Let me ask you a question. What do you think is the number one reason businesses fail? If your answer is bad business ideas, lack of execution, too much competition, not enough interest for what they’re offering or something along those lines, you are wrong. It’s the lack of cash flow control.
As much as 82% of businesses fail as a result of experiencing cash flow problems. This means that their boats are leaking somewhere and their cash is going through those wholes. The question is, do you have those same holes and what are you doing to plug them?
In this post, I will present you 10 vital step that you will need to make in order to have a better cash flow control.
1. Make a Cash Flow Plan (and Stick to it)
When driving a car, do you watch the road by looking constantly in the rearview mirror or do you look straight ahead? Of course you are doing the latter. So why would you drive your business by constantly looking back? I’m not saying that you shouldn’t do things like analyze your balance sheets and profit/loss statements, but if that’s all you do, you’ll be blind to what’s ahead of you. That’s what a cash flow plan is – to give you a heads up on future revenues and plan for expenses.
2. Forget Profit, Focus on Cash Flow Control
“Hang on, what?” Most SMEs don’t have a cash flow plan. But that doesn’t stop them from predicting their profit margins for the next five or six years ahead. And that is why they fail within their first year. They are essentially looking to far ahead and forget that, in order to survive, they need to have a solid cash flow. Only once you have this, can you turn your attention to profit forecast.
3. Designate a Cash Flow Monitor
Your business probably has a lot of cash going in and out. Do you have any idea what’s going on there? Somebody needs to keep an eye on the door and track all that money. Designate and train an employee, for example an office manager, to be your cash flow monitor and to make sure you have sufficient cash in the bank.
4. Make Payment Terms Clear
When working with suppliers, it’s important to establish very clear terms beforehand. This includes payment terms as well. You want to know when you are going to get paid and when you need to pay. The last thing you want are overdue payments. They’re the bane of cash flow control.
5. Get Paid Fast, but Extend Your Payables as Long as Possible
On one hand, you want to get your money as fast as possible, but on the other, you want to extend your payables for as long as possible. You can do the first by keeping a strict policy on credit and minimizing net-30 and net-60 payment terms to a minimum. On the other hand, you want to extend your payables to net-30, net-60, or even net-90, if possible. Just mind those late fees.
6. Use Technology for Better Cash Flow Control
Technology can be an invaluable ally in cash flow control. For example, Purchase Order Plus, our add-on for Xero accounting software, can help you manage your cash flow better among other things. Also, cloud-based accounting technologies can help work more effectively and make it much easier to be up-to-date with your financial situation.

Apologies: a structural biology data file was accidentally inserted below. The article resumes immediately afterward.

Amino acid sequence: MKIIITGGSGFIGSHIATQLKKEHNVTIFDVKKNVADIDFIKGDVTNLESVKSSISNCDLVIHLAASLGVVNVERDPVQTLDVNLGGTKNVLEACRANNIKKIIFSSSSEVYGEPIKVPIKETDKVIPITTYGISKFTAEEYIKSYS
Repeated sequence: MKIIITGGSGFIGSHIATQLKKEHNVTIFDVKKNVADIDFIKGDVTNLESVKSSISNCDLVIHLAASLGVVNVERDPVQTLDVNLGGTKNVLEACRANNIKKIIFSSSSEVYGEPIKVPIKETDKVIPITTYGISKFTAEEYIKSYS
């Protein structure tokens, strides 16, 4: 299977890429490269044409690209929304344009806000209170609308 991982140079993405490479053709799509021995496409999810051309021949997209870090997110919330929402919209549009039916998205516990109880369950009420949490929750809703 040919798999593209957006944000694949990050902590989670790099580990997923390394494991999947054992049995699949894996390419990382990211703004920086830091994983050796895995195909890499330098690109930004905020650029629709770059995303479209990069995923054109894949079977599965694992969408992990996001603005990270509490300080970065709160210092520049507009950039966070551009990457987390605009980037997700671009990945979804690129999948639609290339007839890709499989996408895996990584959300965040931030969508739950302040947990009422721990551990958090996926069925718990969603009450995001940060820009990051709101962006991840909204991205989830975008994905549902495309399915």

7. Don’t Make Payments Complicated
Customers will more often have a bigger problem if you make their payments complicated, then with large payments. This is why, for instance, you should switch to online payments and ditch cheques or anything else that can cause unneeded delays.
8. Work on Your Receivables
If only you could get the money the moment you make a sale! But it doesn’t work that way, unfortunately. However, that doesn’t mean you can’t do a few things to improve your receivables.
Here’s a few things you can do:
- Don’t wait to send an invoice and follow up
- Give discounts and other incentives to fast-paying customers
- Ask for deposit payments when customers make an order
- For non-cash customers, ask for a credit cheque
- Demand cash on delivery (it’s still better than refusing to work with slow-paying customers)
All of these can help you make the stream a bit wider.
9. Get the Bank “in the Know” About Your Cash Flow
You need to be on very friendly terms with your banker from day one. Keep him or her informed about any unexpected and unforeseen changes in your cash flow. Banks like clients that are prudent with how they spend their money, so be sure you are as well. What you also shouldn’t be doing is keeping secrets from your bank. Trust me, they’ll find out eventually.
10. Don’t be Afraid to Make Tough Decisions
As a business owner, you are often required to make tough calls. Some of these decisions will not exactly make you popular, but you have to stop thinking this is a popularity contest and start doing what is best for your business.
If your cash flow gets critical, it’s time to make some of those tough calls. For example, you can cut employee benefits, let non-essential staff go or close down unprofitable departments in your company. Expect a lot of grumbling and unhappy employees, but it might help you save your business (but maybe not your soul).
Cash flow control isn’t the easiest thing to do and you might have to make some tough and unpopular decisions with your customers, suppliers and your employees. But unless you want to end up like so many businesses, these are the 10 steps that you will have to take to manage your cash flow.
Do you have any thoughts or questions? Let us know in the comments below and don’t forget to sign up to receive updates and early access to our Purchase Order Plus software.